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On faith, bad news, bullies, second chances and goodness: Easter sermons from Manhattan churches


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  • At Trinity Church, the Rev. Dr. William Lupfer invited congregants to take a flower home after the last service of Easter Sunday. Photo: Trinity Church Wall Street/James Melchiorre




  • The Rev. Schuyler Vogel stands inside the Fourth Universalist Society at 76th Street and Central Park West. Photo: Razi Syed




  • The Rev. Beverly Dempsey during Easter Service at Jan Hus Prebyterian Church. Photo courtesy of Jan Hus Prebyterian Church



On Easter Sunday, city clergy, while reflecting on unsettled times and the anxiety borne by competing ideologies, advocated for resilience and hope. They also gave voice to eternal themes of hope and rebirth, openness and acceptance. They reminded their congregations that the holiday celebrated rebirth, that spring symbolized new beginnings. Some excerpts from their sermons:

Dr. Michael B. Brown, Marble Collegiate Church

“Every morning when we roll out of bed we are barraged with bad news on every hand, and it will not go away, and we will not turn away. How can people of faith ever ignore all of the issues that confront us? ... But on Easter Sunday we also acknowledge that there is an additional issue that we would like to ignore — we wish would go away but it won’t ... Is there something after this something? Easter says there is.”

The Rev. Dr. William Lupfer, Trinity Church Wall Street

“Wall Street was what marked the colonial folks and our Dutch friends, who were afraid, so they built a wall. It didn’t really work, did it? ... We’re at the nexus — right here at Trinity, in our geography — between opening broadly to God’s love or shrinking down and worrying about who’s safe and who’s dangerous, and where we’re going to put our wall. ... We’re called not only as individuals to claim the reality of Easter, which is that nothing gets in the way of God’s love for us and for others, but also as a collective people ... that there is nothing out there that is so scary that it can take us from the love of God.”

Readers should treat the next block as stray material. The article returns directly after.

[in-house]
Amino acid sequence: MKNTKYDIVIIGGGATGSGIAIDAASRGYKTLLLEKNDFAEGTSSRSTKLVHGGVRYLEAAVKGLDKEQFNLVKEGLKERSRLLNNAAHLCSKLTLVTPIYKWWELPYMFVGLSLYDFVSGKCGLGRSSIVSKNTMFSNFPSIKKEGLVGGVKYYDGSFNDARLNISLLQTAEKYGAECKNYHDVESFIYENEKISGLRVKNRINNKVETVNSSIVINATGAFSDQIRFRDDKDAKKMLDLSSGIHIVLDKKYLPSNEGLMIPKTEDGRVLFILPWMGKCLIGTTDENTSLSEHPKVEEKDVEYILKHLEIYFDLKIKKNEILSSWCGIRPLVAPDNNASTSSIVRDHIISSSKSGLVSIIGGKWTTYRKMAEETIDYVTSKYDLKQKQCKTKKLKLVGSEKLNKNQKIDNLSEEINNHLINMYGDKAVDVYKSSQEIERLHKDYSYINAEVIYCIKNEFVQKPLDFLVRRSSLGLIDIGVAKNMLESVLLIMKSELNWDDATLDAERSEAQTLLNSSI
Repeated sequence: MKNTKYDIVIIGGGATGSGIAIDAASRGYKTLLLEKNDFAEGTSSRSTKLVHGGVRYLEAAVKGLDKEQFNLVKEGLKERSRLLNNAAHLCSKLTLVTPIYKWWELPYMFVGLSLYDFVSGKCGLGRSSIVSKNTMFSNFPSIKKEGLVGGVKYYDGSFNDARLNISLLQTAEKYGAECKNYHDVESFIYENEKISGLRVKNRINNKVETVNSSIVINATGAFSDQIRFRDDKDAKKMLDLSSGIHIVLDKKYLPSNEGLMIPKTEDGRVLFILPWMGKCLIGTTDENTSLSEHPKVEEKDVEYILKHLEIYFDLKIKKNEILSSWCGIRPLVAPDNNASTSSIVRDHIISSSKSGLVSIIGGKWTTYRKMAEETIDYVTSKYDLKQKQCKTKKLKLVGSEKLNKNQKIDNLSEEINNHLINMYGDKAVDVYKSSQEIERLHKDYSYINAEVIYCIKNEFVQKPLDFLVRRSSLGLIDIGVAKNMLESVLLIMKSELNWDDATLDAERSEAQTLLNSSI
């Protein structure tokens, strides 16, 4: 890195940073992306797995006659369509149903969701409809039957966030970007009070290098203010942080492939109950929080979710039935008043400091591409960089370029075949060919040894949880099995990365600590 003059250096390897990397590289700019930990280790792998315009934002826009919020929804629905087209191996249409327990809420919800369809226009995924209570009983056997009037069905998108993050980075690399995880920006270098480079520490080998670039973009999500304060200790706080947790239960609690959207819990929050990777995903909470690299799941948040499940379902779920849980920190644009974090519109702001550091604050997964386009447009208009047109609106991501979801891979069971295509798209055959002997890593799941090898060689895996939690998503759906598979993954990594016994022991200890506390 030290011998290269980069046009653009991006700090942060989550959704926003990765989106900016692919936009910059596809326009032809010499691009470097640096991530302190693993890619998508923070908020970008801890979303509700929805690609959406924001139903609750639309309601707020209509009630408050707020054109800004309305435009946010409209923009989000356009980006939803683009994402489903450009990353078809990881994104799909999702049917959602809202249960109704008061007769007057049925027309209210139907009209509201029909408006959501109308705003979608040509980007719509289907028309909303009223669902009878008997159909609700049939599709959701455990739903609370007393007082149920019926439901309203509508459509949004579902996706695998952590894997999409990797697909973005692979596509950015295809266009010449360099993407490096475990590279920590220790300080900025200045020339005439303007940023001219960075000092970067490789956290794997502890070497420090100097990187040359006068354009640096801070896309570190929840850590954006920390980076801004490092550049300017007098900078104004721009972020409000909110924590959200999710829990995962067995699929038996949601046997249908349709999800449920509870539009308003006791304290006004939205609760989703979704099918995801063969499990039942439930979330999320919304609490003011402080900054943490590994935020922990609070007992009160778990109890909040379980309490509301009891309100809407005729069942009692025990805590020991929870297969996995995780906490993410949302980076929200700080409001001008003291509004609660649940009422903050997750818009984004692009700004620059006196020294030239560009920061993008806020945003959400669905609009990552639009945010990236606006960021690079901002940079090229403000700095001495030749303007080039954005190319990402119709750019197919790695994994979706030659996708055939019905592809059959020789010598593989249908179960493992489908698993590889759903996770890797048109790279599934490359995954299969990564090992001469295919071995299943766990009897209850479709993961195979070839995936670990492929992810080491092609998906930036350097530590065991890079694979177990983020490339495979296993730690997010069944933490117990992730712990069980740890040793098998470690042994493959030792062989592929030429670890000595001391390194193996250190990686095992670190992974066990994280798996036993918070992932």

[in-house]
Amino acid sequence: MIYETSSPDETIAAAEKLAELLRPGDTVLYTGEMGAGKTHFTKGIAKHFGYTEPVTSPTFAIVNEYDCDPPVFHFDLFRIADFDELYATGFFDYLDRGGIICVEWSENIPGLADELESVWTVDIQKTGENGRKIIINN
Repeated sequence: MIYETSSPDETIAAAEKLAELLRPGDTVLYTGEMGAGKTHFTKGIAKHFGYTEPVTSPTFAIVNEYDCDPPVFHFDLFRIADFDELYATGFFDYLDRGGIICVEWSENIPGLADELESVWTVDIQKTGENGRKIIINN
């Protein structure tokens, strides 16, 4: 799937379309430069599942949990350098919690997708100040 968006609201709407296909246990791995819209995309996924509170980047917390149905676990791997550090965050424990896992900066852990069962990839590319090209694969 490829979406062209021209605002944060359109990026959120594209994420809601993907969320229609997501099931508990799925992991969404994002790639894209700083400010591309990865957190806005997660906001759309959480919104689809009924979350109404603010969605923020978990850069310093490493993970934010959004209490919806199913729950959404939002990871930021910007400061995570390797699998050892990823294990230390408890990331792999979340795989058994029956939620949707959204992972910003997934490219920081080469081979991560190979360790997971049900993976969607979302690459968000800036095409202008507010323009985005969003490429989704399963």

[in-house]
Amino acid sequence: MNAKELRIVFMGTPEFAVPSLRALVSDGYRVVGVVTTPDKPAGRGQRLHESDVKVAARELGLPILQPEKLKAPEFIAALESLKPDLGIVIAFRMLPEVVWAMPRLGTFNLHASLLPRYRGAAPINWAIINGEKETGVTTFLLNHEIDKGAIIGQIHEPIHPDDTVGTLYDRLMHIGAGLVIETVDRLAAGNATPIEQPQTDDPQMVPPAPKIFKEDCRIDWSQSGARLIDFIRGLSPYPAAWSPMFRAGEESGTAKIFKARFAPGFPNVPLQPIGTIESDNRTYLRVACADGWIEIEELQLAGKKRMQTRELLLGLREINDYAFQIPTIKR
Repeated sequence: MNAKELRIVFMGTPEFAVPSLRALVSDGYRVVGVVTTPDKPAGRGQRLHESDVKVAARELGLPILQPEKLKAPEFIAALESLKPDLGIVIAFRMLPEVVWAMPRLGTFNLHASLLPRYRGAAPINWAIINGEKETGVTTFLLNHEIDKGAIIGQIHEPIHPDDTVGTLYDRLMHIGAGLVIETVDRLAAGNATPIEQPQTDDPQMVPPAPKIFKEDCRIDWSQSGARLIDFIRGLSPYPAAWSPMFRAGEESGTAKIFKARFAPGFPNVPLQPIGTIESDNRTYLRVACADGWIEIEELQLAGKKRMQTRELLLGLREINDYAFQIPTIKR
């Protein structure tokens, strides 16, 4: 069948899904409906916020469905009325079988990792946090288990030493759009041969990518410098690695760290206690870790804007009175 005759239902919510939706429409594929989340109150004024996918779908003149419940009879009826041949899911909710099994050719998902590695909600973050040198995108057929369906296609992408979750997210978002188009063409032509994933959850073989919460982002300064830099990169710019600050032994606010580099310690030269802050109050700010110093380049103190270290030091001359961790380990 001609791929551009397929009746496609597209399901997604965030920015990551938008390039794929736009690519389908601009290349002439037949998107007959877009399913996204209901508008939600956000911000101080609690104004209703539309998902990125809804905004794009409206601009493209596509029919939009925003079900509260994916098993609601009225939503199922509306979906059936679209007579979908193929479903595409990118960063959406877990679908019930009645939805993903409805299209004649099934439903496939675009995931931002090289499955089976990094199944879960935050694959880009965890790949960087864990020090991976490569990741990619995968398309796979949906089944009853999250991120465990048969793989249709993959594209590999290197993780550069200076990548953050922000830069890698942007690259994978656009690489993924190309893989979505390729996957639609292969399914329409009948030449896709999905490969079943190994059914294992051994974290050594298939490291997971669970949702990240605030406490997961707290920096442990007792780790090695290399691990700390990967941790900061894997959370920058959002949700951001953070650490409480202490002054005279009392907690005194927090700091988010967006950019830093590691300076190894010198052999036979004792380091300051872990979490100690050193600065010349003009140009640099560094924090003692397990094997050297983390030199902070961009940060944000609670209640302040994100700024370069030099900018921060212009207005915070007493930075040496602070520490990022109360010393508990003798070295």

Cardinal Timothy Dolan, Archdiocese of New York

“The word this morning, my dear friends, is light and life and newness and freshness and second chances and hope and mercy and goodness. It is spring, not winter, and it is a birth — a rebirth — not a funeral.”

The Rev. Beverly Dempsey, Jan Hus Presbyterian Church

“In our world today, there are so many seismic shifts to our sense of normalcy; so many dramatic changes to what many of us believed was just the new baseline for a growing justice; so many previously presumed-to-be-managed conflicts rising. All of these surprising events compound our tension from age-old horrors, like piracy and terrorism and trafficking and the countless injustices against personhood like racism, homophobia, xenophobia and bigotry. It seems like we need Jesus to break through more than ever before...

Like the people of all time, we need a savior today. We need a savior to break through and remind us that we are never alone. We need a table turner who’ll stand up to bullies. We need a peacemaker who knocks down every bomb. We need a healer who binds all woundedness with surgical precision. We need a friend whose wide embrace leaves no one outside the love of God. We need a savior who never fails to breaks through the pain and the suffering of the world, methodologically shifting the plates beneath us all to set the world straight.”

The Rev. Dr. Stephen Bauman, Christ Church

“Love and its derivatives are the only authentic positive change agents there are. Think about that. If someone is changing for the better, love is somehow at work.”

The Rev. Schuyler Vogel, Fourth Universalist Society

“As Unitarian Universalists, many of us have a deeply complicated relationship with Jesus, no matter what version of him we have encountered. Many here were raised in Christian households or exposed to a version of Christianity where Jesus was literally God himself, divine, perfect, everlasting. ... Perhaps you have been hurt by rigid and unkind interpretations of Christian doctrine, or found that you simply can’t believe in miracles and resurrections. ... We come from two different traditions, Unitarians and Universalists, both who defied the prevailing religious thinking of their day. Where others saw God and Jesus as a hardened, divine judge, Universalists saw Jesus as loving and preaching the good news that everyone could find their way to God, no matter who they were.

These histories, and the diverse experiences of many of us here make Easter tricky. We honor the holiday, but do not deny its complexities. ... There is too much goodness in the story of Jesus to let theology get in the way. His life was too interesting, too poetic, and even too visionary for us non-conformists and skeptics to not admire his legacy.”



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